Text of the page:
For people, who owned a pager before, and want to know how it works, this article will be useful.
The C++ Core Guidelines’ Lifetime Profile, which is part of the C++ Core Guidelines, aims to detect lifetime problems, like dangling pointers and references, in C++ code. It uses the type information already present in the source along with some simple contracts between functions to detect defects at compile time with minimal annotation.
(originally published on Medium)
Flutter provides a modern react-style framework, rich widget collection and tooling, but there’s nothing similar to Android’s guide to app architecture.
Indeed, there’s no ultimate architecture that would meet all the possible requirements, yet let’s face the fact that most of the mobile apps we are working on have at least some of the following functionality:
Taking this into account I have created a sample app that is solving exactly the same problem using three different approaches to the architecture.
If you have dabbled into microchip photographing before, then this article will probably not offer much to you. But if you want to get into it, but don’t know where to start, then it’s exactly for you.
Before we start, a fair warning: while the procedure is quite entertaining, at first it’ll probably be physically painful. The chemicals used during the process are toxic, so please handle them carefully – that way it’ll still hurt, but less so. Also, if you have even a slight amount of common sense, conduct the procedure in a fully-equipped chemical laboratory under supervision of trained professionals: we’ve had to deal with people who tried to do it at home immediately after reading the guide. And finally: if you don’t know whether you need to pour acid into water or water into acid without a Google search and don’t realize what this lack of knowledge will entail – stop reading this immediately and go to a chemistry 101 course in a local college or something.
Hi. My name is Michael Kapelko. I've been developing software professionally for more than 10 years. Recent years were dedicated to iOS. I develop games and game development tools in my spare time.
Today I want to share my experience of teaching kids to program. I'm going to discuss the following topics:
(originally published on Medium)
I like writing React code. This might be an odd introduction to a story about Vue, but you need to understand my background to understand why I’m here discussing Vue.
I like writing React code and I hate reading it. JSX is a neat idea for assembling the pieces together fast, Material-UI is amazing solution for bootstrapping your next startup’s UI, computing CSS from JS constants allows you to be very flexible. Yet reading your old JSXs feels awful – even with scrupulous code review practices you might scratch your head not once as you try to figure the intricate nesting of the components.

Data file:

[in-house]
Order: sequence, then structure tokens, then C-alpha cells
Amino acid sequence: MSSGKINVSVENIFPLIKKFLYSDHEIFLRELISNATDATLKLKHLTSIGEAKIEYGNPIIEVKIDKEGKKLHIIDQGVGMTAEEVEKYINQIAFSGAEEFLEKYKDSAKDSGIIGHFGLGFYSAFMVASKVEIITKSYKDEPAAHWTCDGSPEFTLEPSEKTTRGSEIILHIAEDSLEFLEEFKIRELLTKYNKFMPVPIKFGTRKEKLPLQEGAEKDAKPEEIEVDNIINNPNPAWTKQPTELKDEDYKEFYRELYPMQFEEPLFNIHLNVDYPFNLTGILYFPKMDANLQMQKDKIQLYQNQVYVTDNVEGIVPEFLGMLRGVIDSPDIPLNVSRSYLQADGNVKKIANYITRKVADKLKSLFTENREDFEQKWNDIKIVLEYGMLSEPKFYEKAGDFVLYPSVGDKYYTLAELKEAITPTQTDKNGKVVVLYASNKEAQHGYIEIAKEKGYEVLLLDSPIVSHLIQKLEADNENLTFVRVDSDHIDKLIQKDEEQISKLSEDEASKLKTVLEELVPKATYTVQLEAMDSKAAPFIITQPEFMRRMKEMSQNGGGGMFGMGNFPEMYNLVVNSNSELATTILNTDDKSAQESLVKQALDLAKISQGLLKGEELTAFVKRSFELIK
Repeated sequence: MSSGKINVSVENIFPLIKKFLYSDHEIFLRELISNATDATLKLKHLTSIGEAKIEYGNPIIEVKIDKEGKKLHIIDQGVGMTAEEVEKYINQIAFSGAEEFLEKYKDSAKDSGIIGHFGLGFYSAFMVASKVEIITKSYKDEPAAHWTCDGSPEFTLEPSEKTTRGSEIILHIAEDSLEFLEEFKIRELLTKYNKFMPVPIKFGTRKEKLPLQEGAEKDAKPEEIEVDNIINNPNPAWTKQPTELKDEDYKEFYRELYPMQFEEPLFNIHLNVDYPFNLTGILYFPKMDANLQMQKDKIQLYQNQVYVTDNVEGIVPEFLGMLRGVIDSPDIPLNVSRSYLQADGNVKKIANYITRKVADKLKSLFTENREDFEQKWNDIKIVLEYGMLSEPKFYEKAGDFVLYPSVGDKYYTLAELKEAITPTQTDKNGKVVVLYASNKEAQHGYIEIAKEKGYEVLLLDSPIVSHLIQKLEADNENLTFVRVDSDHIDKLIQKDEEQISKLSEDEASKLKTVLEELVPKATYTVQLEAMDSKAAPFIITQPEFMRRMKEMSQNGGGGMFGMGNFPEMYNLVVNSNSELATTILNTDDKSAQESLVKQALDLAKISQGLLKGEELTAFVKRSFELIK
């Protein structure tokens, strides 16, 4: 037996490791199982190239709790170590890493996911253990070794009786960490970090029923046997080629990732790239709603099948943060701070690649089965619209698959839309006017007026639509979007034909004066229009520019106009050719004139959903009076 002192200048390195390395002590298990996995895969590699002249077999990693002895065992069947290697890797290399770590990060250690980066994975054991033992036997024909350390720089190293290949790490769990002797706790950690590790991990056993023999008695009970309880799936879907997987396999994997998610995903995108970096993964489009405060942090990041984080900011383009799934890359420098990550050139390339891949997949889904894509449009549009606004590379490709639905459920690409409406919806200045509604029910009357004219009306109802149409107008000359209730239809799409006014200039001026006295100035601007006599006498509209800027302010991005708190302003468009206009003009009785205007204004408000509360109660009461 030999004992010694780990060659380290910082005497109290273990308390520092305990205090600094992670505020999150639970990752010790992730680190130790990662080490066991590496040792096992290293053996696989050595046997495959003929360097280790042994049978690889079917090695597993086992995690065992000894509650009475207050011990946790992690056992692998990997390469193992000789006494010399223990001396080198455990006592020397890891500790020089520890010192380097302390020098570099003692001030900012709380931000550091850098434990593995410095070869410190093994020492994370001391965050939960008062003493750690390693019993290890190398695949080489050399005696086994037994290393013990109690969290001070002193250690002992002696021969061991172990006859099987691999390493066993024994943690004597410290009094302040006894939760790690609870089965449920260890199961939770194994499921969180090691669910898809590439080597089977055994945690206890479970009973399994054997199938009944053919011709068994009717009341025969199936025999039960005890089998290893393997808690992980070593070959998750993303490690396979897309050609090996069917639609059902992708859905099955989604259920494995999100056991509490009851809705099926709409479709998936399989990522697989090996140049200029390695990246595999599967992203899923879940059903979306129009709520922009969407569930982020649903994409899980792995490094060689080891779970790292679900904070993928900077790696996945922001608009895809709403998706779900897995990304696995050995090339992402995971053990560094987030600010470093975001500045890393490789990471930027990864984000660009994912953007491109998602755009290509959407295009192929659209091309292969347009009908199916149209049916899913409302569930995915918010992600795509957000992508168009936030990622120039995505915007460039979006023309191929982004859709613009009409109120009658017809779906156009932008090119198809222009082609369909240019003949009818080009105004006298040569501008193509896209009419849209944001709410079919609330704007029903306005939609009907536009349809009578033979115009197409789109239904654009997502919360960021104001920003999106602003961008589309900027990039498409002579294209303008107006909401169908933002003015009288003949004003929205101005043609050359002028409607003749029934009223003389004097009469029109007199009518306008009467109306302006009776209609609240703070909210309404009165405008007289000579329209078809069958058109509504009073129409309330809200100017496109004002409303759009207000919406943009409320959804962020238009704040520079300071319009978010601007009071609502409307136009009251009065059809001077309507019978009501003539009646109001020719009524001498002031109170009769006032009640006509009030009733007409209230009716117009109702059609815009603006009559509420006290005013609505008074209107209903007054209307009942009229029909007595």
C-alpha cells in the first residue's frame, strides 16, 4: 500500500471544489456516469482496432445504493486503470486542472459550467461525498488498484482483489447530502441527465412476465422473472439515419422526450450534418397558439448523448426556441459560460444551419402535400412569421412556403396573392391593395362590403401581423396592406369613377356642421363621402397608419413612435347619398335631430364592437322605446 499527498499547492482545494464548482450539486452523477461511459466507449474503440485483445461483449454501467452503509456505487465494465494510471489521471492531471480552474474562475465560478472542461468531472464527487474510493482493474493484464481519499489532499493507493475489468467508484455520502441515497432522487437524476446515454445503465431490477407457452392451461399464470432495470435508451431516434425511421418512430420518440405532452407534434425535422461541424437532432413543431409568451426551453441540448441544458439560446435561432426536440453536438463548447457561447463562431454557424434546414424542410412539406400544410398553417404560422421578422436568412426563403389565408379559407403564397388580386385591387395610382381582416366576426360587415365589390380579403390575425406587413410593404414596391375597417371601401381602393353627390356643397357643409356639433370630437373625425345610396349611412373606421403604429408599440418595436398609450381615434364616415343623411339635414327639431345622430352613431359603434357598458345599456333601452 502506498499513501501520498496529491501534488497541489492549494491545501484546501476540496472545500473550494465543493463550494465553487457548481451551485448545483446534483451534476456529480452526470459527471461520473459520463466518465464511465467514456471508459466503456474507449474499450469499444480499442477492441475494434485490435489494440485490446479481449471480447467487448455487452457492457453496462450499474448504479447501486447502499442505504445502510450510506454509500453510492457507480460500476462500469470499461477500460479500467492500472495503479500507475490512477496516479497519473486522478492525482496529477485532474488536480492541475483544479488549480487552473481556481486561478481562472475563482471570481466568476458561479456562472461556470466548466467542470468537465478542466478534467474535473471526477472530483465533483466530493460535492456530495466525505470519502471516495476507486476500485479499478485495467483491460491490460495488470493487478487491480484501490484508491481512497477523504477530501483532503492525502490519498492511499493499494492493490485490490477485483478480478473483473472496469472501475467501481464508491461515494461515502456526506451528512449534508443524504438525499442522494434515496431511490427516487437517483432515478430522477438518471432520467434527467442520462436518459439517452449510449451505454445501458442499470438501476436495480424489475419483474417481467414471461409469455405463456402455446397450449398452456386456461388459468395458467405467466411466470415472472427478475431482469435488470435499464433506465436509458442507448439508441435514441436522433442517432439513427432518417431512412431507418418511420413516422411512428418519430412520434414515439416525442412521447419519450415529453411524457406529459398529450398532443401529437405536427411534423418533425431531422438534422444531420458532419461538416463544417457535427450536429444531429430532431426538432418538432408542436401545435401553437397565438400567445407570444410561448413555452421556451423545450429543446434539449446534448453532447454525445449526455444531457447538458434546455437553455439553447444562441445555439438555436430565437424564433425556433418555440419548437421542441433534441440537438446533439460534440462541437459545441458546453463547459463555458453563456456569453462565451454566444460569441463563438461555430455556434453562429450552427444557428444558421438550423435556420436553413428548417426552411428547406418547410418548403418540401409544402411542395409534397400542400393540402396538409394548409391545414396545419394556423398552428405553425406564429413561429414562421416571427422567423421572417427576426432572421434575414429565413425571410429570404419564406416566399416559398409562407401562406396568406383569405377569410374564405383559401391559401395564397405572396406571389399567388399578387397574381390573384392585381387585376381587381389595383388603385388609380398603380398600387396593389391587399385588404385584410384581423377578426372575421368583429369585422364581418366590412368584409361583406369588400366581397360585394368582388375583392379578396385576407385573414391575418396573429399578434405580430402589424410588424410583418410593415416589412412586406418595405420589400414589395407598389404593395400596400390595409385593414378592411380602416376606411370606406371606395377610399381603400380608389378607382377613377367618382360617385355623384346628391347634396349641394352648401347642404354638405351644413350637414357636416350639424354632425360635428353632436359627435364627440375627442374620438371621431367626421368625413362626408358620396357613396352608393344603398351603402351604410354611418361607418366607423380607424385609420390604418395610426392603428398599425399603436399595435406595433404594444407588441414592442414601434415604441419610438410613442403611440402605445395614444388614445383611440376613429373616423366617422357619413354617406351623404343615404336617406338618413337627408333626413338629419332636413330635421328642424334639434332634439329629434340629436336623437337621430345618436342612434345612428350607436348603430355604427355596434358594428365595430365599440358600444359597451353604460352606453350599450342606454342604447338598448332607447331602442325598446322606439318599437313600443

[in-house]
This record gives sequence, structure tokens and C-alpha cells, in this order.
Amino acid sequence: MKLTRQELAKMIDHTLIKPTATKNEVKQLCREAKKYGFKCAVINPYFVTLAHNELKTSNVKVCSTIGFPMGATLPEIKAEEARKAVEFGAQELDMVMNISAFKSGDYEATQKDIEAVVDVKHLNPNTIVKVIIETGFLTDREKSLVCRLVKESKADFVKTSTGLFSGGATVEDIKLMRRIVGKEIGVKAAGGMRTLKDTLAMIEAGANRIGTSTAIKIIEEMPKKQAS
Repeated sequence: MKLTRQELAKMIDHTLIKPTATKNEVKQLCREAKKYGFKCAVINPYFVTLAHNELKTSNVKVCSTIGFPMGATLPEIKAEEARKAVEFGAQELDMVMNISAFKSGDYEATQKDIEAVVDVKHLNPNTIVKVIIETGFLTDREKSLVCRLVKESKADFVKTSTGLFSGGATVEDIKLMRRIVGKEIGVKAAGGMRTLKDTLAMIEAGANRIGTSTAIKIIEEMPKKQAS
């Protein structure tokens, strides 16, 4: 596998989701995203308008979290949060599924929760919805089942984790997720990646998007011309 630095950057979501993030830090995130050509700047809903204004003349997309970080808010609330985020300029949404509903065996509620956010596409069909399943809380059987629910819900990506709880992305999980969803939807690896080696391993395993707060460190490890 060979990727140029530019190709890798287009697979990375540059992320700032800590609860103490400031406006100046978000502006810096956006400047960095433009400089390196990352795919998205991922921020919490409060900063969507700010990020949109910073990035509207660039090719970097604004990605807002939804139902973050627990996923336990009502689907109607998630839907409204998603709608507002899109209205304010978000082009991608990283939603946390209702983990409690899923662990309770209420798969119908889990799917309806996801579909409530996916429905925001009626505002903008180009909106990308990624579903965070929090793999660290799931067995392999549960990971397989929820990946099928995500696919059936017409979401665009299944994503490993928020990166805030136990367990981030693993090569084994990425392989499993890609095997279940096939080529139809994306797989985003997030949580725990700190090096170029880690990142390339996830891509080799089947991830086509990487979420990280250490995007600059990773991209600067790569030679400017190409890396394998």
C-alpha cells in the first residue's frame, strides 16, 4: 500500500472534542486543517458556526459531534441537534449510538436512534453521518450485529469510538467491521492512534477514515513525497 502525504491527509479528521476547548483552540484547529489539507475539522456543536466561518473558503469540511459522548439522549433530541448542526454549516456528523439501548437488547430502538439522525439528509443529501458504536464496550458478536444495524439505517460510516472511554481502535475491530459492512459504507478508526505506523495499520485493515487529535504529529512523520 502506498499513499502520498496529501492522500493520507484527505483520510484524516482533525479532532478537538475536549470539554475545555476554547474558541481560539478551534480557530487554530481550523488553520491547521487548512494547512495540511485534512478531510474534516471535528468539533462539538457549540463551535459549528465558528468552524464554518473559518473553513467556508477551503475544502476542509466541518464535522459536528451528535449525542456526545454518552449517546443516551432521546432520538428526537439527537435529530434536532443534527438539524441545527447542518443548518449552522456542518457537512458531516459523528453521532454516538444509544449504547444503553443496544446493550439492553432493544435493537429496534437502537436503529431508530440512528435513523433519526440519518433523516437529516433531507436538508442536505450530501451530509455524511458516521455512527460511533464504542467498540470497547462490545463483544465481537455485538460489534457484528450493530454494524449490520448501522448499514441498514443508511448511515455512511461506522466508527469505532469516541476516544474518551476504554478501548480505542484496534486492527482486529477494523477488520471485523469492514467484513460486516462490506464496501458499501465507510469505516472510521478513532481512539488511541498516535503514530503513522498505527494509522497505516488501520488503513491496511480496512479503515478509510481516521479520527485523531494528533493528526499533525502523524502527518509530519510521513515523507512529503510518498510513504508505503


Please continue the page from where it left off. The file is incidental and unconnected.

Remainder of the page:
I’ve heard many things about Vue—the not so new kid on the block—and I finally decided to get my feet wet; bringing in all my mental luggage of React and Polymer (and Angular, but let’s not talk about that).
This article contains a brief squeeze from my own experience and that of my colleagues, with whom I had been fighting incidents day and night. And many incidents would never have occurred if all these microservices that we love so much were written at least a little more carefully.
Unfortunately, some programmers seriously believe that a Dockerfile with any team at all inside is a microservice in itself and can be deployed even now. Dockers are running — money are incoming. This approach turns into problems starting from performance degradation, inability to debug, service failures and ending in a nightmare called Data Inconsistency.
If you feel that the time has come to launch one more app in Kubernetes / ECS / whatever, then I have something to object to.
Apple Swift version 5.0 (swiftlang-1001.0.45.7 clang-1001.0.37.7) Target: x86_64-apple-darwin18.2.0 ABI version: 0.6
Swift apps no longer include dynamically linked libraries for the Swift standard library and Swift SDK overlays in build variants for devices running iOS 12.2, watchOS 5.2, and tvOS 12.2. As a result, Swift apps can be smaller when deployed for testing using TestFlight, or when thinning an app archive for local development distribution.Application Binary Interface stability is coming! And this is excellent news. I think this is the one of the most significant issues at the moment with Swift. Not because of side-effects but because of Swift’s failure to deliver on previous promises. Anyway, I even know people who rewrite their Apple Watch extensions to Objective C to reduce the size of binary (something like 15MB vs ~1MB in Objective C). If you want to know more about the state of ABI, follow the links: Swift — ABI Dashboard and Swift ABI Stability Manifesto.
Visual Studio 2019 Preview 2 is out! And with it, a couple more C# 8.0 features are ready for you to try. It’s mostly about pattern matching, though I’ll touch on a few other news and changes at the end.
Have you ever noticed that you were busy all day, however, you've done nothing or at X-mas evening you experience an epiphany that nothing was done during the year? If your answer is "yes", you should improve your time management skills. According to Wikipedia, time management is the process of planning and exercising conscious control of time spent on specific activities, especially to increase effectiveness, efficiency and productivity. Nevertheless, how can we deal with it?